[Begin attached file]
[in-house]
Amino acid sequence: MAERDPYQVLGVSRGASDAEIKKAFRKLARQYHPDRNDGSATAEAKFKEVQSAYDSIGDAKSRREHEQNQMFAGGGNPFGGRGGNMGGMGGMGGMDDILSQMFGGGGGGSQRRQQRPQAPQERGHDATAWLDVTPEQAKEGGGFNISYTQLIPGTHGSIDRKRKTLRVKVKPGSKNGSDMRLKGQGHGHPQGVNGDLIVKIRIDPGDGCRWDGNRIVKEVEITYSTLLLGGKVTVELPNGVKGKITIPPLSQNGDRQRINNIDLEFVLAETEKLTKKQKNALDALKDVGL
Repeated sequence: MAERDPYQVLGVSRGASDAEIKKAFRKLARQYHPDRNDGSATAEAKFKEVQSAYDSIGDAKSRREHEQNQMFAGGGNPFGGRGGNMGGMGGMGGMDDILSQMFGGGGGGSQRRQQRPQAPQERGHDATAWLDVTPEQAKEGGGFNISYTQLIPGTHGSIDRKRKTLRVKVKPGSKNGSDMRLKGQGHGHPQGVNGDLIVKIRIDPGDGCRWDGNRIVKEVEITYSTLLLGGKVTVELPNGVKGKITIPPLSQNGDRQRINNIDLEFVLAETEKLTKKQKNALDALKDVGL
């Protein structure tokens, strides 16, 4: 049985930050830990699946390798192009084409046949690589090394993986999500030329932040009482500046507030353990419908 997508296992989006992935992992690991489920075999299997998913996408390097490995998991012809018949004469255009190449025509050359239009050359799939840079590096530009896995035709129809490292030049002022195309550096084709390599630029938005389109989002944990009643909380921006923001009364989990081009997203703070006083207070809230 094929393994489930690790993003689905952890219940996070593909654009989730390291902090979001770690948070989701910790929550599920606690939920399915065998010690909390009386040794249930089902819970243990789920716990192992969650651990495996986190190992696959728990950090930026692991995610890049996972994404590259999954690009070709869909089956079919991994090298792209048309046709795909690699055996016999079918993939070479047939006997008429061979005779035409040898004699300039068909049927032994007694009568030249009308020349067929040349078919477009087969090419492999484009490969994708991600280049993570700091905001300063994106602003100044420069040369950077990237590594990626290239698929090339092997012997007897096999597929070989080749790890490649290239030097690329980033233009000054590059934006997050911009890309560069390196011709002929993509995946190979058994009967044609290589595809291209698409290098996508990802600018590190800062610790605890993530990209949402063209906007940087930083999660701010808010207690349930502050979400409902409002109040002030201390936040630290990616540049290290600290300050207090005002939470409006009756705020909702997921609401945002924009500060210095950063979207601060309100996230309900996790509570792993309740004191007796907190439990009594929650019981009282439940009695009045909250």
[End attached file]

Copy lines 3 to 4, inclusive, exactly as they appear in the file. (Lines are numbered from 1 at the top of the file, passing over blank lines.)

Repeated sequence: MAERDPYQVLGVSRGASDAEIKKAFRKLARQYHPDRNDGSATAEAKFKEVQSAYDSIGDAKSRREHEQNQMFAGGGNPFGGRGGNMGGMGGMGGMDDILSQMFGGGGGGSQRRQQRPQAPQERGHDATAWLDVTPEQAKEGGGFNISYTQLIPGTHGSIDRKRKTLRVKVKPGSKNGSDMRLKGQGHGHPQGVNGDLIVKIRIDPGDGCRWDGNRIVKEVEITYSTLLLGGKVTVELPNGVKGKITIPPLSQNGDRQRINNIDLEFVLAETEKLTKKQKNALDALKDVGL
């Protein structure tokens, strides 16, 4: 049985930050830990699946390798192009084409046949690589090394993986999500030329932040009482500046507030353990419908 997508296992989006992935992992690991489920075999299997998913996408390097490995998991012809018949004469255009190449025509050359239009050359799939840079590096530009896995035709129809490292030049002022195309550096084709390599630029938005389109989002944990009643909380921006923001009364989990081009997203703070006083207070809230 094929393994489930690790993003689905952890219940996070593909654009989730390291902090979001770690948070989701910790929550599920606690939920399915065998010690909390009386040794249930089902819970243990789920716990192992969650651990495996986190190992696959728990950090930026692991995610890049996972994404590259999954690009070709869909089956079919991994090298792209048309046709795909690699055996016999079918993939070479047939006997008429061979005779035409040898004699300039068909049927032994007694009568030249009308020349067929040349078919477009087969090419492999484009490969994708991600280049993570700091905001300063994106602003100044420069040369950077990237590594990626290239698929090339092997012997007897096999597929070989080749790890490649290239030097690329980033233009000054590059934006997050911009890309560069390196011709002929993509995946190979058994009967044609290589595809291209698409290098996508990802600018590190800062610790605890993530990209949402063209906007940087930083999660701010808010207690349930502050979400409902409002109040002030201390936040630290990616540049290290600290300050207090005002939470409006009756705020909702997921609401945002924009500060210095950063979207601060309100996230309900996790509570792993309740004191007796907190439990009594929650019981009282439940009695009045909250």